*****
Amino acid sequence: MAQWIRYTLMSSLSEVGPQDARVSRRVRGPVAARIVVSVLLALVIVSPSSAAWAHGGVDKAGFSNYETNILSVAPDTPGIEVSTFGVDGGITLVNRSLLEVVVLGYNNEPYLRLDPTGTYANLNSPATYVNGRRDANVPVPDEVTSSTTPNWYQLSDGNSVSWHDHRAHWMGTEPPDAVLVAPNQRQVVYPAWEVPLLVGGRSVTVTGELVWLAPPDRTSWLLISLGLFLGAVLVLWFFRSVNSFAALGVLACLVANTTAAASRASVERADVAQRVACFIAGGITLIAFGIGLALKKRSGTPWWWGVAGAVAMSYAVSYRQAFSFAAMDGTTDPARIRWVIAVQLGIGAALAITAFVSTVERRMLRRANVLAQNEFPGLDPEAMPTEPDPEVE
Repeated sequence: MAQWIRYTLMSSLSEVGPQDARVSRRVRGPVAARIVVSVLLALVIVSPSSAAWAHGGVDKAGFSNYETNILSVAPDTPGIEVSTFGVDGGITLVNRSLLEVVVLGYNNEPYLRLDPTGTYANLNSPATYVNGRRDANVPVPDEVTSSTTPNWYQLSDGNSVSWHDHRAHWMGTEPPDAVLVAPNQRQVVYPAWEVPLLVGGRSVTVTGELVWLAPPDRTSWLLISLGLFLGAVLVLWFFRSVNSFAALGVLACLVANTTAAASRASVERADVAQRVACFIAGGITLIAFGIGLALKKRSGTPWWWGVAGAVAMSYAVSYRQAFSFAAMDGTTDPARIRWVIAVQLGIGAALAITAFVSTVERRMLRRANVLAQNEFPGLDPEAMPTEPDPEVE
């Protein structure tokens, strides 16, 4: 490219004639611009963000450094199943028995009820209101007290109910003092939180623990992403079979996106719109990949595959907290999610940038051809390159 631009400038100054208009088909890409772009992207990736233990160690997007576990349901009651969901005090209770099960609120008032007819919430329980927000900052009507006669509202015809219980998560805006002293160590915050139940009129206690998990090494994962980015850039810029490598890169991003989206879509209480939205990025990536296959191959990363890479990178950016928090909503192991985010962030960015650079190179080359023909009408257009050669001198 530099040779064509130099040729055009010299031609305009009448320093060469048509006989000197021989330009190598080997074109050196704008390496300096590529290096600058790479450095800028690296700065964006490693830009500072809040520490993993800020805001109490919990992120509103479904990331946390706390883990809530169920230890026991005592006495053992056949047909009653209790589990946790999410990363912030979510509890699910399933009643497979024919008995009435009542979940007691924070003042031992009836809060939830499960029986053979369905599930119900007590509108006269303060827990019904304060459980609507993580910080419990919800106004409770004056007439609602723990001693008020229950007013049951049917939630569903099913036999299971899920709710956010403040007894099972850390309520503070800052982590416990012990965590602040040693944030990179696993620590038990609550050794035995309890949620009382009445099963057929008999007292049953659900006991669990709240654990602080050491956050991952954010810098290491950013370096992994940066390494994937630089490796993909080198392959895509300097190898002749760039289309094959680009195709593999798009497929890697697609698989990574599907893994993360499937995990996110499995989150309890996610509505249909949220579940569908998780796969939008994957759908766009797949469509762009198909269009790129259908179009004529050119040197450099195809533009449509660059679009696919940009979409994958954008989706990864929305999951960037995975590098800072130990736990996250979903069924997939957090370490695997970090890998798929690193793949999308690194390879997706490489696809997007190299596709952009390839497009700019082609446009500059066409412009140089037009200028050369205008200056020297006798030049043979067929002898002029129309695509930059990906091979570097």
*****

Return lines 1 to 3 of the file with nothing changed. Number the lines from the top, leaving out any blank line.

Amino acid sequence: MAQWIRYTLMSSLSEVGPQDARVSRRVRGPVAARIVVSVLLALVIVSPSSAAWAHGGVDKAGFSNYETNILSVAPDTPGIEVSTFGVDGGITLVNRSLLEVVVLGYNNEPYLRLDPTGTYANLNSPATYVNGRRDANVPVPDEVTSSTTPNWYQLSDGNSVSWHDHRAHWMGTEPPDAVLVAPNQRQVVYPAWEVPLLVGGRSVTVTGELVWLAPPDRTSWLLISLGLFLGAVLVLWFFRSVNSFAALGVLACLVANTTAAASRASVERADVAQRVACFIAGGITLIAFGIGLALKKRSGTPWWWGVAGAVAMSYAVSYRQAFSFAAMDGTTDPARIRWVIAVQLGIGAALAITAFVSTVERRMLRRANVLAQNEFPGLDPEAMPTEPDPEVE
Repeated sequence: MAQWIRYTLMSSLSEVGPQDARVSRRVRGPVAARIVVSVLLALVIVSPSSAAWAHGGVDKAGFSNYETNILSVAPDTPGIEVSTFGVDGGITLVNRSLLEVVVLGYNNEPYLRLDPTGTYANLNSPATYVNGRRDANVPVPDEVTSSTTPNWYQLSDGNSVSWHDHRAHWMGTEPPDAVLVAPNQRQVVYPAWEVPLLVGGRSVTVTGELVWLAPPDRTSWLLISLGLFLGAVLVLWFFRSVNSFAALGVLACLVANTTAAASRASVERADVAQRVACFIAGGITLIAFGIGLALKKRSGTPWWWGVAGAVAMSYAVSYRQAFSFAAMDGTTDPARIRWVIAVQLGIGAALAITAFVSTVERRMLRRANVLAQNEFPGLDPEAMPTEPDPEVE
């Protein structure tokens, strides 16, 4: 490219004639611009963000450094199943028995009820209101007290109910003092939180623990992403079979996106719109990949595959907290999610940038051809390159 631009400038100054208009088909890409772009992207990736233990160690997007576990349901009651969901005090209770099960609120008032007819919430329980927000900052009507006669509202015809219980998560805006002293160590915050139940009129206690998990090494994962980015850039810029490598890169991003989206879509209480939205990025990536296959191959990363890479990178950016928090909503192991985010962030960015650079190179080359023909009408257009050669001198 530099040779064509130099040729055009010299031609305009009448320093060469048509006989000197021989330009190598080997074109050196704008390496300096590529290096600058790479450095800028690296700065964006490693830009500072809040520490993993800020805001109490919990992120509103479904990331946390706390883990809530169920230890026991005592006495053992056949047909009653209790589990946790999410990363912030979510509890699910399933009643497979024919008995009435009542979940007691924070003042031992009836809060939830499960029986053979369905599930119900007590509108006269303060827990019904304060459980609507993580910080419990919800106004409770004056007439609602723990001693008020229950007013049951049917939630569903099913036999299971899920709710956010403040007894099972850390309520503070800052982590416990012990965590602040040693944030990179696993620590038990609550050794035995309890949620009382009445099963057929008999007292049953659900006991669990709240654990602080050491956050991952954010810098290491950013370096992994940066390494994937630089490796993909080198392959895509300097190898002749760039289309094959680009195709593999798009497929890697697609698989990574599907893994993360499937995990996110499995989150309890996610509505249909949220579940569908998780796969939008994957759908766009797949469509762009198909269009790129259908179009004529050119040197450099195809533009449509660059679009696919940009979409994958954008989706990864929305999951960037995975590098800072130990736990996250979903069924997939957090370490695997970090890998798929690193793949999308690194390879997706490489696809997007190299596709952009390839497009700019082609446009500059066409412009140089037009200028050369205008200056020297006798030049043979067929002898002029129309695509930059990906091979570097």